TS = (coral$ AND (contamin* OR pollut* OR toxicant$ OR chemical$ OR “industrial discharge$” OR runoff OR run-off OR sewage OR eutrophication OR effluent$ OR waste$water OR waste-water OR “shipping” OR biocide$ OR “industrial product$” OR “consumer product$” OR “household product$” OR “biocidal product$” OR disinfect* OR nutrient$ OR oil OR metal$ OR pesticide$ OR herbicide$ OR insecticide$ OR fungicide$ OR antifoul* OR anti-foul* OR organochlorine$ OR “flame retardant$” OR detergent$ OR “perfluorinated compound$” OR pharmaceutical$ OR “personal care product$” OR cosmetic$ OR PAH$ OR petroleum OR hydrocarbon$ OR microplastic$ OR nanoparticle$ OR nano-particle$ OR “endocrine disrupt*” OR “organic compound$” OR dispersant$ OR metalloid$ OR solvent$ OR petrochemical$ OR additive$ OR preservative$ OR plasticizer$ OR hormone$ OR “transformation product$” OR “degradation product$” OR byproduct$ OR by-product$ OR sunscreen$ OR “UV filter$” OR “ultraviolet filter$” OR antibiotic$ OR phthalate$ OR PCB$ OR cyanide$ OR chlordecone OR nickel OR copper OR zinc OR cadmium OR mercury OR iron)).
Estimating the comprehensiveness of the search
To assess the comprehensiveness of the search string, we used a test list of 58 articles considered by the review team as relevant to answer our question and spanning a wide range of chemicals (Additional file 3).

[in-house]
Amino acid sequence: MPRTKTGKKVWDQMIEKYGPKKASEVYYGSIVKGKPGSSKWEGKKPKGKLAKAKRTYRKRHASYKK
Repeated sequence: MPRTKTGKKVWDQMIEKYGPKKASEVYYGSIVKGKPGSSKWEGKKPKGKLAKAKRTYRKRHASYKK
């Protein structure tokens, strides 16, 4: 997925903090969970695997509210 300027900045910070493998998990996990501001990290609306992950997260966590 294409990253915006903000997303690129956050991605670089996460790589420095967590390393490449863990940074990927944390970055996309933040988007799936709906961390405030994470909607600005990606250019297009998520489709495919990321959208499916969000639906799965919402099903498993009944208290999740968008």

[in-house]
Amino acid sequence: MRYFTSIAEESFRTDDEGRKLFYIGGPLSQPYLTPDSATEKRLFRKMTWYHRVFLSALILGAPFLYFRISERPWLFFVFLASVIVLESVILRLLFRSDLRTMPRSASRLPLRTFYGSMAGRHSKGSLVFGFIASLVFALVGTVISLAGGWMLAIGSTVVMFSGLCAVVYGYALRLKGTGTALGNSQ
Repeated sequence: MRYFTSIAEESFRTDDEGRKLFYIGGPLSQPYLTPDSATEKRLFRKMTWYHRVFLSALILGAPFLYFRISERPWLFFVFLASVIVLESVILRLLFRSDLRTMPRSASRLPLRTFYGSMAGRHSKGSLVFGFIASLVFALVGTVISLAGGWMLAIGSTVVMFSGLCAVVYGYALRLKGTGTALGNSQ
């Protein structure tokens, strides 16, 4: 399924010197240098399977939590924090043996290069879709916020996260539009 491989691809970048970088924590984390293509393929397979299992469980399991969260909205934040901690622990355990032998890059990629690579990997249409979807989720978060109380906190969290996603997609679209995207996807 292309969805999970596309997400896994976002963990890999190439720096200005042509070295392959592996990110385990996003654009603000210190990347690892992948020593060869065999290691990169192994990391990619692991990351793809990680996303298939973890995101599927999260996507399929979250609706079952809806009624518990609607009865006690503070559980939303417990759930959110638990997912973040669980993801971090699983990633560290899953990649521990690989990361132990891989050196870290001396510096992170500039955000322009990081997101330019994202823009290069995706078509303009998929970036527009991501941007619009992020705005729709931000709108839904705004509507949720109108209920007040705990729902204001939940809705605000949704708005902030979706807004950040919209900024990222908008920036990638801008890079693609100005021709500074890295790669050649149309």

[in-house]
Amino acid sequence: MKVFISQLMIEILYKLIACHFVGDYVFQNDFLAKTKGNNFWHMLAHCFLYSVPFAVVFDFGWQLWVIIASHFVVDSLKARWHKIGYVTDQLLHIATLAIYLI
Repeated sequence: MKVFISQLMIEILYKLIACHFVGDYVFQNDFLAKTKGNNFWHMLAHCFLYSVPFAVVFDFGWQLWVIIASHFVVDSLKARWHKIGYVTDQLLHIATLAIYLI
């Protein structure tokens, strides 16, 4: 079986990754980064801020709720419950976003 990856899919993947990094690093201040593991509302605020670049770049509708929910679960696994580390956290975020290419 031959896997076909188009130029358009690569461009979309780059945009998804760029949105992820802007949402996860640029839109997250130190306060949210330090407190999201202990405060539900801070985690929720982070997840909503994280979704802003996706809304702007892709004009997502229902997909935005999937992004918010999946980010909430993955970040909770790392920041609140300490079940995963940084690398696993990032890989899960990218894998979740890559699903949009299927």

Given the number of articles retrieved by our search string during the scoping exercise and the resources available to conduct the systematic map, we will perform searches on two online publication databases. We selected two multidisciplinary databases Scopus (Elsevier) and WOS CC (Clarivate Analytics) that we can access through a CNRS (the French National Centre for Scientific Research) subscription. Scopus is the largest citation database of peer-reviewed literature and WOS CC is the world’s original citation index for scientific and scholarly research. Both databases are well-suited for use as principal search system to evidence synthesis . Among the 58 articles of our test list, 97% (56/58) were indexed in Scopus and 97% (56/58) in WOS CC (Additional file 3) indicating that both databases were highly relevant for our literature search. We will adapt the abovementioned search string to fit the search facilities of the Scopus database (Additional file 4).